Sir Charles Lilley was the appointed as Queensland’s second Chief Justice of the Supreme Court of Queensland in 1879. Dr. Bennett has meticulously catalogued Lilley’s life from his early days in Newcastle upon Tyne through to his departure from the law on the wake of the Grimley debacle. At the time of his death, his contribution to providing a free and secular education to all primary age boys and girls in Queensland was seen as his enduring legacy. Lilley, whether by reason of his politics or his overt errors of judgment, will always be a figure that divides opinion. Dr. Bennett exposes a man who was one of a select few to have held the offices of Premier of Queensland and that of Chief Justice - an achievement that seems impossible today. In so doing, Dr. Bennett provides a balanced assessment of a man who is remembered more today for scandal than the real contribution he made to Queensland.

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  • Dr. Dayle Smith, Judicial Murder? MacArthur and the Tokyo War Crimes Trial (CreateSpace, 2013)

    8 August 2014

    In this book, Dr. Smith unpacks the circumstances surrounding the “trial” and execution of Koki Hirota in the wake of Japan’s surrender at the end of the Second World War.

    Koki Hirota is the focus of attention because he was the only civilian executed for “war crimes” at the end of a 2 and a half year trial conducted by the “International Military Tribunal for the Far East”. General MacArthur as “Supreme Commander” established this tribunal under the terms of the Japanese Surrender. The trial of Hirota and six others was a travesty. One of the dissenting judgments described the process of the trial as “a sham employment of a legal process for the satisfaction of a thirst for revenge”. This book is in many ways deeply disturbing because of the abuse of power that Dr. Smith seeks to expose. In short, Dr. Smith contends that MacArthur had no legitimate power to arrest, detain, try, and execute the likes of Hirota. It is an interesting analysis that examines the hypocrisy of “winner’s justice”.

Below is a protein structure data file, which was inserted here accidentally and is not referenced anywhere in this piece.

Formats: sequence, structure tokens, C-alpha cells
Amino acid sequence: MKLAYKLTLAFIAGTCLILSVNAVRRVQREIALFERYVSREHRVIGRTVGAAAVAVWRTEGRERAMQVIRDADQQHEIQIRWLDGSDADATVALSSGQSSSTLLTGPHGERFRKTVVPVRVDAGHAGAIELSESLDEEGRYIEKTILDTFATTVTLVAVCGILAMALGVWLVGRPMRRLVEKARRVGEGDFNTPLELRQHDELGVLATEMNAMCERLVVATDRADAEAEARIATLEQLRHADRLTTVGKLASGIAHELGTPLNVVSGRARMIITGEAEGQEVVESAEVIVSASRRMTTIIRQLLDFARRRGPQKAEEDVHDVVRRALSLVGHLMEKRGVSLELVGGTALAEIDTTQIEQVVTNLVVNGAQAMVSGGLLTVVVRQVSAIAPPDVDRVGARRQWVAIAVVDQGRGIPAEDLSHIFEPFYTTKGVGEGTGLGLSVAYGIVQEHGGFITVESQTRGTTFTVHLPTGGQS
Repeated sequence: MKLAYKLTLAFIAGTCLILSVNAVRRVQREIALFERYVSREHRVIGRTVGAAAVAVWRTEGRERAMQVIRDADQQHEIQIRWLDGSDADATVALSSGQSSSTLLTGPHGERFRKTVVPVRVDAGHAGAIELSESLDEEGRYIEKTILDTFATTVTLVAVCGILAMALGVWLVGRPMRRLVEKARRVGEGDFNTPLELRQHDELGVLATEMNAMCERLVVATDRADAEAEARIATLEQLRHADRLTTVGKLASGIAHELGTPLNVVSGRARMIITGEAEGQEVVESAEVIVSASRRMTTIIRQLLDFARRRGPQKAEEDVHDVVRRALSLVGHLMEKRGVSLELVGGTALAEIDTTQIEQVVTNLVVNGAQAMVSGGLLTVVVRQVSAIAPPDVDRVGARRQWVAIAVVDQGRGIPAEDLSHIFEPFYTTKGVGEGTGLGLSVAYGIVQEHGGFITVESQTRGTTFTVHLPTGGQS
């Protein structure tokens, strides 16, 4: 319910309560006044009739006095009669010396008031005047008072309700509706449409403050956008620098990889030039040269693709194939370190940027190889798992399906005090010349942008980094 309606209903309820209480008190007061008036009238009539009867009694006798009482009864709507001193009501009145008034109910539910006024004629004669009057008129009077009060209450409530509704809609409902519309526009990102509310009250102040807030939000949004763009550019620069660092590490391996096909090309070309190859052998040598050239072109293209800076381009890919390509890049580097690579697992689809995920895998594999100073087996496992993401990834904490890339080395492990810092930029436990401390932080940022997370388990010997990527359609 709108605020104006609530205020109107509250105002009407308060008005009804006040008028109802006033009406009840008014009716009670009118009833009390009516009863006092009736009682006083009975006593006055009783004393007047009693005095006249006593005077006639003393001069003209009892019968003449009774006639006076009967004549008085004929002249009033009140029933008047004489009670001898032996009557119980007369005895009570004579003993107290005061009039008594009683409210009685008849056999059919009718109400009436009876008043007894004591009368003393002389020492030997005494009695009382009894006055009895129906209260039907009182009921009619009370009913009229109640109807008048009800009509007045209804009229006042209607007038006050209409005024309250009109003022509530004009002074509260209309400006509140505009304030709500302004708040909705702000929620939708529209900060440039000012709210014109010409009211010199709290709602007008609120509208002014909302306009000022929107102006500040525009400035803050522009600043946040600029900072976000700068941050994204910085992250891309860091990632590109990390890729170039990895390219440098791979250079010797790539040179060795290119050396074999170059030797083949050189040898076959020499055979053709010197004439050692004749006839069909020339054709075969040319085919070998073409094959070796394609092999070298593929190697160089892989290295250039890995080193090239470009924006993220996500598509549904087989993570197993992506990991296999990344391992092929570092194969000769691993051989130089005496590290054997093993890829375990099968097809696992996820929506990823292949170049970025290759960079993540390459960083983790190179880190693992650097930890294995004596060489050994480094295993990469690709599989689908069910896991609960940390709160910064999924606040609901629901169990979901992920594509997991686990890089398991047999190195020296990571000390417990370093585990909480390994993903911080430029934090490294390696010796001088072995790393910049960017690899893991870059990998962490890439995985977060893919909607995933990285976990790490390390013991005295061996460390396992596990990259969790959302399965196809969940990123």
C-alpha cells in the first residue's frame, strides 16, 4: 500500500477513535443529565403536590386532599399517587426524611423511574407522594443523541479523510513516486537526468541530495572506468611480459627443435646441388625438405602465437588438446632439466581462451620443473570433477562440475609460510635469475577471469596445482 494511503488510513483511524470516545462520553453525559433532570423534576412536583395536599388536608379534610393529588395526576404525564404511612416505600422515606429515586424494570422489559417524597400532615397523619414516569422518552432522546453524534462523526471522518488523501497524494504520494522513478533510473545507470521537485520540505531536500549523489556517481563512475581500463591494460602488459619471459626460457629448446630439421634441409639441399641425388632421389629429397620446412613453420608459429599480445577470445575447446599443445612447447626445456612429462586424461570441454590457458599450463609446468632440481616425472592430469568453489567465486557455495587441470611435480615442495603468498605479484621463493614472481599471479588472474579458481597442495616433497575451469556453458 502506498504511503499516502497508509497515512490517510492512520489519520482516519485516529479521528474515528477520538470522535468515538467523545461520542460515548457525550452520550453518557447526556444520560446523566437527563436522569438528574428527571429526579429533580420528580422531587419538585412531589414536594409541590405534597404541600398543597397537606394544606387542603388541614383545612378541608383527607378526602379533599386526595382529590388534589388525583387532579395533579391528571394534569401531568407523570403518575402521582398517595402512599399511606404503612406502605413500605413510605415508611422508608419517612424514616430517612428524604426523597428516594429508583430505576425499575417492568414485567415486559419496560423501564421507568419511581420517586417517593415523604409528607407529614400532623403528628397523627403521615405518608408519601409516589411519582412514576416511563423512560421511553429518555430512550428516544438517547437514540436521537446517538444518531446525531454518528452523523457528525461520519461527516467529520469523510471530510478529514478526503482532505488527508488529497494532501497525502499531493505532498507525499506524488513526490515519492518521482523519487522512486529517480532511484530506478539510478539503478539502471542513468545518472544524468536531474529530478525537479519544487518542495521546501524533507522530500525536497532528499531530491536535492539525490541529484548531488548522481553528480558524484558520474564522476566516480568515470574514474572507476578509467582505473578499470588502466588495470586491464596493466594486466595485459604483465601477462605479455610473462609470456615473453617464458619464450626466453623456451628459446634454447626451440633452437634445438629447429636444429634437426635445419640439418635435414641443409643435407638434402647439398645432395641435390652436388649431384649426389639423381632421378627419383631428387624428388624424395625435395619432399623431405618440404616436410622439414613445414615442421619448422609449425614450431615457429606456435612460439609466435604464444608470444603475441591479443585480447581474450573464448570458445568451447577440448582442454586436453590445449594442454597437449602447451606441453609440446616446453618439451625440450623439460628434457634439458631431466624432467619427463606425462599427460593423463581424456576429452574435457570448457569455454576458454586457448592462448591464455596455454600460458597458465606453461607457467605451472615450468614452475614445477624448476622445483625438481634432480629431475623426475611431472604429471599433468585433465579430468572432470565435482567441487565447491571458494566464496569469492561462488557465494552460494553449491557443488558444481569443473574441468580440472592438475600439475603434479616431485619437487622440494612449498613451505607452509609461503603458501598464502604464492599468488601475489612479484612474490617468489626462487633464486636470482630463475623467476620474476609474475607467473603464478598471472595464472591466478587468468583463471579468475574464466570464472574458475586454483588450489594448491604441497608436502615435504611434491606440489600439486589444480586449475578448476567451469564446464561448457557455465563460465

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  • English Nuns and the Law in the Middle Ages: Cloistered Nuns and Their Lawyers, 1293-1540

    Elizabeth Makowski, English Nuns and the Law in the Middle Ages: Cloistered Nuns and Their Lawyers, 1293-1540 (Boydell & Brewer, 2012)

    1 August 2014
    This book focuses on a specific period in the Middle Ages in England to explain how the rise of legal professionalism went hand-in-hand with the successful establishment of cloistered orders of nuns at this time (prior to dissolution under Henry VIII). As substantial property holders unable to appear personally due to their enclosure, nuns sought the services of lawyers in protecting their rights, holdings and endowments before the courts. The book gives particular insight into the established Bridgettine order at Syon and the lawsuits involving various Abbesses of Syon in the courts of common law and chancery, including the long-running dispute over the portion of its endowment that Henry VI took to enrich the newly created Kings College, Cambridge. The book begins by looking at the origins of cloistered orders, before moving on to the rise of the legal profession in England and the methods by which nuns retained and instructed their lawyers. The second part of the book focuses on certain select cases in common law and chancery, as well as episcopal arbitration and papal appeals.